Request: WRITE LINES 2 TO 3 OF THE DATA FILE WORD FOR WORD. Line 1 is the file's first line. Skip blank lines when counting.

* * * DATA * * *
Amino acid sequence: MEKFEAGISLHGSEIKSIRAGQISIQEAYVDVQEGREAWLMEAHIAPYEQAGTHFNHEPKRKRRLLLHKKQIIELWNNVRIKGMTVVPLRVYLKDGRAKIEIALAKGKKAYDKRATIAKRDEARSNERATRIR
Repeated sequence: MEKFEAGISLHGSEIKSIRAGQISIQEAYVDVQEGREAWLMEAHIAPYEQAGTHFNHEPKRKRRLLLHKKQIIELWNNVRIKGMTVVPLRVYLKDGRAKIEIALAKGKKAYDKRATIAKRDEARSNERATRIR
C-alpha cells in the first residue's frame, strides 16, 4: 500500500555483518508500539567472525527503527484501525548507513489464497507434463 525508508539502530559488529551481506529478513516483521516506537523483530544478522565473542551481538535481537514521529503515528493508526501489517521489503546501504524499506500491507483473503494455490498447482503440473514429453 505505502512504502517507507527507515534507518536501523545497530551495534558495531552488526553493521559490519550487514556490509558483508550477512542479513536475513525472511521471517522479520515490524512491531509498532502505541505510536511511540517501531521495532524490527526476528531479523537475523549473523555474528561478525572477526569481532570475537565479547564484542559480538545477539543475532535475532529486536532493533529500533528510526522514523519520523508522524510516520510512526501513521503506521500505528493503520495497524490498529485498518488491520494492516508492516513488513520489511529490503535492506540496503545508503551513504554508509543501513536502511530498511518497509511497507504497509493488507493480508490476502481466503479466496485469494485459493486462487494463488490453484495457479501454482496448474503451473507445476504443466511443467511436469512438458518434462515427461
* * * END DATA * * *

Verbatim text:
Repeated sequence: MEKFEAGISLHGSEIKSIRAGQISIQEAYVDVQEGREAWLMEAHIAPYEQAGTHFNHEPKRKRRLLLHKKQIIELWNNVRIKGMTVVPLRVYLKDGRAKIEIALAKGKKAYDKRATIAKRDEARSNERATRIR
C-alpha cells in the first residue's frame, strides 16, 4: 500500500555483518508500539567472525527503527484501525548507513489464497507434463 525508508539502530559488529551481506529478513516483521516506537523483530544478522565473542551481538535481537514521529503515528493508526501489517521489503546501504524499506500491507483473503494455490498447482503440473514429453 505505502512504502517507507527507515534507518536501523545497530551495534558495531552488526553493521559490519550487514556490509558483508550477512542479513536475513525472511521471517522479520515490524512491531509498532502505541505510536511511540517501531521495532524490527526476528531479523537475523549473523555474528561478525572477526569481532570475537565479547564484542559480538545477539543475532535475532529486536532493533529500533528510526522514523519520523508522524510516520510512526501513521503506521500505528493503520495497524490498529485498518488491520494492516508492516513488513520489511529490503535492506540496503545508503551513504554508509543501513536502511530498511518497509511497507504497509493488507493480508490476502481466503479466496485469494485459493486462487494463488490453484495457479501454482496448474503451473507445476504443466511443467511436469512438458518434462515427461